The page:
Special Issue "Game Theoretic Models in Natural Resource Economics"

A special issue of Games (ISSN 2073-4336).

Deadline for manuscript submissions: closed (15 July 2019).

Special Issue Editor

Dr. Hans-Peter Weikard
E-Mail Website
Guest Editor
Department of Social Sciences, Wageningen University and Research Wageningen, The Netherlands
Interests: International Environmental Agreements, Natural Resource Economics

Special Issue Information

Dear Colleagues,

For this Special Issue on "Game Theoretic Models in Natural Resource Economics" we invite papers applying cooperative or non-cooperative game theory to problems of natural resource economics and management.

Very often, markets for natural resources lack important features of competitive Walrasian markets implying inefficient use of scarce resources. Market power (e.g., oligopolies and cartels in the mining sector), non-rivalry of consumption (e.g. biodiversity), spatial externalities (e.g., conservation forests), network externalities (e.g., river pollution), ill-defined property rights (e.g., fisheries in international waters) or weak enforcement (e.g., illegal resource extraction), are some examples where the strategic interaction of agents generates inefficient results. Appropriate institutional designs can mitigate the problems and improve resource use efficiency. Distributional concerns are important. Natural resources serve human needs and access to resources is key to securing livelihoods. Here issues of fairness arise. Moreover, with missing or malfunctioning markets the distribution of initial holdings will also impact efficiency. This Special Issue will gather novel game theoretic analyses that will help us shape fair and efficient institutions that govern natural resource use.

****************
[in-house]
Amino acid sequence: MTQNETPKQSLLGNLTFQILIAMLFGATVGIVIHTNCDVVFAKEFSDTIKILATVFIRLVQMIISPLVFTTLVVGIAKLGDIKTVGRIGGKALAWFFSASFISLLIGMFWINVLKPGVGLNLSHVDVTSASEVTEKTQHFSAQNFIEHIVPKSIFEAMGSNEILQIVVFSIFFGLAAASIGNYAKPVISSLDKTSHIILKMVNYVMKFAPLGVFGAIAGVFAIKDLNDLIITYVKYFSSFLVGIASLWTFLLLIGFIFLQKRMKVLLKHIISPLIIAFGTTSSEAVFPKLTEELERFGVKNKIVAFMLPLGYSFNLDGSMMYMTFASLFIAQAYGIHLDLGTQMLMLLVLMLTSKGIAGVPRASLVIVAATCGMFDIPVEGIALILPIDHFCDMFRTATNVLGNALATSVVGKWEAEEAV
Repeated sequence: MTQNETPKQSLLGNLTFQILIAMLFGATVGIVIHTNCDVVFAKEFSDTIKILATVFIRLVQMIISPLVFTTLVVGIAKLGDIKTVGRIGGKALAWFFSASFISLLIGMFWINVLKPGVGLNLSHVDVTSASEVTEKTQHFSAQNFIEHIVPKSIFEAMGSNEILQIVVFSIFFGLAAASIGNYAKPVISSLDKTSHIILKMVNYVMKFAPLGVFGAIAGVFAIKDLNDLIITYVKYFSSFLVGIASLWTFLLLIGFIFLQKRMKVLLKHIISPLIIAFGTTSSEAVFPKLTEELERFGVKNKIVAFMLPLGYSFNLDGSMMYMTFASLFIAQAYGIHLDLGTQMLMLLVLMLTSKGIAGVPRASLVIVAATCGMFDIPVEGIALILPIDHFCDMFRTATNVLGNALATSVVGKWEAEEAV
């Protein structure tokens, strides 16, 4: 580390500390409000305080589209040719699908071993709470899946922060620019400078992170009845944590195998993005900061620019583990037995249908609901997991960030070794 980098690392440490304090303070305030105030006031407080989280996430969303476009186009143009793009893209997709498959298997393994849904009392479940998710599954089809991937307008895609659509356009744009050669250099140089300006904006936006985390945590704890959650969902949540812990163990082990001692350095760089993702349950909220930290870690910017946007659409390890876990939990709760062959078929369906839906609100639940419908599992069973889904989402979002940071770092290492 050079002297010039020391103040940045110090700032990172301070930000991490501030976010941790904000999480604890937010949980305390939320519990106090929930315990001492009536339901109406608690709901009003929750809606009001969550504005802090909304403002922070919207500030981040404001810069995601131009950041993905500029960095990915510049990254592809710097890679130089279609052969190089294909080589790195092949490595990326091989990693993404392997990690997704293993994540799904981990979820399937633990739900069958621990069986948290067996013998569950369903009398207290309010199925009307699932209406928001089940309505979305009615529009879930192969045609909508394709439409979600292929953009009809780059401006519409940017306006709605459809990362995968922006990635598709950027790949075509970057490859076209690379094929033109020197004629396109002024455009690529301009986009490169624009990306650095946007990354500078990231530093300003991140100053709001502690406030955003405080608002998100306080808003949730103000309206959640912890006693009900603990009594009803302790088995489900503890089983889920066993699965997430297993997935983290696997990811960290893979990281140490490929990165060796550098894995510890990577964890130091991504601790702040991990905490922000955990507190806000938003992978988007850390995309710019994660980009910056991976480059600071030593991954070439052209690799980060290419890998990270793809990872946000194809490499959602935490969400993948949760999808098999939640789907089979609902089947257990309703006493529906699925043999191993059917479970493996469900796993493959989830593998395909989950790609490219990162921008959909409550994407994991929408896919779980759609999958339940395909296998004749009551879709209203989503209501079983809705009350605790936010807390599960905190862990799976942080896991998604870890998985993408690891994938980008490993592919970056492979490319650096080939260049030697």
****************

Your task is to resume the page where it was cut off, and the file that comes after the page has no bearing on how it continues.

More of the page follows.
Dr. Hans-Peter Weikard
Guest Editor

Manuscript Submission Information

Manuscripts should be submitted online at www.mdpi.com by registering and logging in to this website. Once you are registered, click here to go to the submission form. Manuscripts can be submitted until the deadline. All papers will be peer-reviewed. Accepted papers will be published continuously in the journal (as soon as accepted) and will be listed together on the special issue website. Research articles, review articles as well as short communications are invited. For planned papers, a title and short abstract (about 100 words) can be sent to the Editorial Office for announcement on this website.

Submitted manuscripts should not have been published previously, nor be under consideration for publication elsewhere (except conference proceedings papers). All manuscripts are thoroughly refereed through a single-blind peer-review process. A guide for authors and other relevant information for submission of manuscripts is available on the Instructions for Authors page. Games is an international peer-reviewed open access quarterly journal published by MDPI.

Please visit the Instructions for Authors page before submitting a manuscript. The Article Processing Charge (APC) will be partially funded by institutions through Knowledge Unlatched and partially funded by MDPI, resulting in no direct charge to authors by the end of 2018. Submitted papers should be well formatted and use good English. Authors may use MDPI's English editing service prior to publication or during author revisions.

Keywords

  • Axiomatic models of resource sharing
  • Contest games
  • Models of cooperation and conflict
  • Coalition formation
  • Asymmetric information
  • Illegal resource extraction and enforcement
  • Dynamic games of natural resource use
  • Location games, spatial game models

Published Papers (3 papers)

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Research

Open AccessArticle
The Two-Stage Game Approach to Coalition Formation: Where We Stand and Ways to Go
Games 2020, 11(1), 3; https://doi.org/10.3390/g11010003 - 01 Jan 2020